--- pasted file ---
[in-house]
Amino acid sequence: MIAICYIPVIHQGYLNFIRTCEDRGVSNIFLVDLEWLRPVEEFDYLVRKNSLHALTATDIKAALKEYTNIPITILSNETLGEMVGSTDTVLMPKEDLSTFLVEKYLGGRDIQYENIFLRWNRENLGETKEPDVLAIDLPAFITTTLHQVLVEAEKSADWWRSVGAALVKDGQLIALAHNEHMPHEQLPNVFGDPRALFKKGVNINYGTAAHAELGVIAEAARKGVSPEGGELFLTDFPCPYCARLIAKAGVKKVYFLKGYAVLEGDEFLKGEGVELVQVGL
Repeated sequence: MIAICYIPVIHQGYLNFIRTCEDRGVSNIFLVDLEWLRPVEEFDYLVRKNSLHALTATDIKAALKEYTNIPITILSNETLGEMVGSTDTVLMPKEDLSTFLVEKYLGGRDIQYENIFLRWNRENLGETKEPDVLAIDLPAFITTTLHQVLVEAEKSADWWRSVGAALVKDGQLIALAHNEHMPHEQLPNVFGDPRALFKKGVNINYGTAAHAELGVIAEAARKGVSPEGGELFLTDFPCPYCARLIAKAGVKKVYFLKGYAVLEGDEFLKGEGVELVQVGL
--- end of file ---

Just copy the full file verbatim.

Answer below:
[in-house]
Amino acid sequence: MIAICYIPVIHQGYLNFIRTCEDRGVSNIFLVDLEWLRPVEEFDYLVRKNSLHALTATDIKAALKEYTNIPITILSNETLGEMVGSTDTVLMPKEDLSTFLVEKYLGGRDIQYENIFLRWNRENLGETKEPDVLAIDLPAFITTTLHQVLVEAEKSADWWRSVGAALVKDGQLIALAHNEHMPHEQLPNVFGDPRALFKKGVNINYGTAAHAELGVIAEAARKGVSPEGGELFLTDFPCPYCARLIAKAGVKKVYFLKGYAVLEGDEFLKGEGVELVQVGL
Repeated sequence: MIAICYIPVIHQGYLNFIRTCEDRGVSNIFLVDLEWLRPVEEFDYLVRKNSLHALTATDIKAALKEYTNIPITILSNETLGEMVGSTDTVLMPKEDLSTFLVEKYLGGRDIQYENIFLRWNRENLGETKEPDVLAIDLPAFITTTLHQVLVEAEKSADWWRSVGAALVKDGQLIALAHNEHMPHEQLPNVFGDPRALFKKGVNINYGTAAHAELGVIAEAARKGVSPEGGELFLTDFPCPYCARLIAKAGVKKVYFLKGYAVLEGDEFLKGEGVELVQVGL